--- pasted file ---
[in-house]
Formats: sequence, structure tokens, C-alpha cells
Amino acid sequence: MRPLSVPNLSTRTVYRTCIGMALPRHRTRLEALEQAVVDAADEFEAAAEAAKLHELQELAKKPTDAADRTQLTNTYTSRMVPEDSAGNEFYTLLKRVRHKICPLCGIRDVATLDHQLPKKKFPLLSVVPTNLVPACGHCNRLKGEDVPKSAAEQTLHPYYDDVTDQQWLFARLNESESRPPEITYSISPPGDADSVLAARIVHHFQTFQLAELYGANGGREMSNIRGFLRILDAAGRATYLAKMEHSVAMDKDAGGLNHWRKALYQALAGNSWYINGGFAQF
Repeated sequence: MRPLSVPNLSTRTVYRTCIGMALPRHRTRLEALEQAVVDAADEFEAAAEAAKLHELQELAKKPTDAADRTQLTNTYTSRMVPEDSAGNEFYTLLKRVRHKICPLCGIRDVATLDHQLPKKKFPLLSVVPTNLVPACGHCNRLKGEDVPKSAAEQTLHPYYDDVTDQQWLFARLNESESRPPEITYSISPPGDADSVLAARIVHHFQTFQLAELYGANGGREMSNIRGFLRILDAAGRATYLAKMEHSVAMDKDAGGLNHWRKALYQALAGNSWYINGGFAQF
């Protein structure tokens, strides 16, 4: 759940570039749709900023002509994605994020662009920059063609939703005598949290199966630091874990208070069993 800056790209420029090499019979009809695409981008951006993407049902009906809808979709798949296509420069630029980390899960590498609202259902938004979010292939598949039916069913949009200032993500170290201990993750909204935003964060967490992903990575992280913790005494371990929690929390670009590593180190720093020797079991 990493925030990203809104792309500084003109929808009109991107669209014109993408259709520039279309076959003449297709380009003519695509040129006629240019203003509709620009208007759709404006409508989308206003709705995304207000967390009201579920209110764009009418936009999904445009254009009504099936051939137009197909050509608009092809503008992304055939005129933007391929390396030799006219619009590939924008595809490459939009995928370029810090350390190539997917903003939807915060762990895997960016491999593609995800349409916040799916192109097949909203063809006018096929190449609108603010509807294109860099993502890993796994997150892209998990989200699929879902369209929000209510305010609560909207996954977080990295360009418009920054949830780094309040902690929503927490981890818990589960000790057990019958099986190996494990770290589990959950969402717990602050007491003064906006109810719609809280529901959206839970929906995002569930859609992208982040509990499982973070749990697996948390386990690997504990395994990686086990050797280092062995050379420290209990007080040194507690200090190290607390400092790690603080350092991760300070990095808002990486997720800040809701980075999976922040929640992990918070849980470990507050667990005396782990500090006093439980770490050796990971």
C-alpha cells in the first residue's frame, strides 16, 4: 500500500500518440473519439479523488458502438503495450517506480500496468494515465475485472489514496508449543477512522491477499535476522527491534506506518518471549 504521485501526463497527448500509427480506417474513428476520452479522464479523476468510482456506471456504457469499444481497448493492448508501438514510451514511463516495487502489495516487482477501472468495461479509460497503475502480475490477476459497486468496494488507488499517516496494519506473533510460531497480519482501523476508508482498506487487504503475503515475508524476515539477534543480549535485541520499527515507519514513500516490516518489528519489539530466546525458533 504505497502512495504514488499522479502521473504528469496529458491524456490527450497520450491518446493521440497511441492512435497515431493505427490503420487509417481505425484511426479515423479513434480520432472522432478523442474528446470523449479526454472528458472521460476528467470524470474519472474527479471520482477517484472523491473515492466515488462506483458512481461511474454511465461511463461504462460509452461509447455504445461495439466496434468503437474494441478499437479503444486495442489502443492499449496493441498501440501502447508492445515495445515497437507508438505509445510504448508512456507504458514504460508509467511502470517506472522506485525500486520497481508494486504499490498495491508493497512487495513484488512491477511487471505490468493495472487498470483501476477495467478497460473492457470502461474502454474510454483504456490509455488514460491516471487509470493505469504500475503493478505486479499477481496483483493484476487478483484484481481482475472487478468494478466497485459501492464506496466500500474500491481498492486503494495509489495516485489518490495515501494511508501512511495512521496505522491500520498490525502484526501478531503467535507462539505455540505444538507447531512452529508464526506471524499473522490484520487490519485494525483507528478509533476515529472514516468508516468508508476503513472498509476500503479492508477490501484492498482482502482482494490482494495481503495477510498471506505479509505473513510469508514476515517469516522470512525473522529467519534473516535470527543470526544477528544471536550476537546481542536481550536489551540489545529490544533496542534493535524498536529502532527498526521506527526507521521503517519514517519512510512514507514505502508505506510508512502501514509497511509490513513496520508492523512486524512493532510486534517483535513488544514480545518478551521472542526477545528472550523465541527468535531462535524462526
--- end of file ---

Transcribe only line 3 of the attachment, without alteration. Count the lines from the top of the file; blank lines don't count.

Amino acid sequence: MRPLSVPNLSTRTVYRTCIGMALPRHRTRLEALEQAVVDAADEFEAAAEAAKLHELQELAKKPTDAADRTQLTNTYTSRMVPEDSAGNEFYTLLKRVRHKICPLCGIRDVATLDHQLPKKKFPLLSVVPTNLVPACGHCNRLKGEDVPKSAAEQTLHPYYDDVTDQQWLFARLNESESRPPEITYSISPPGDADSVLAARIVHHFQTFQLAELYGANGGREMSNIRGFLRILDAAGRATYLAKMEHSVAMDKDAGGLNHWRKALYQALAGNSWYINGGFAQF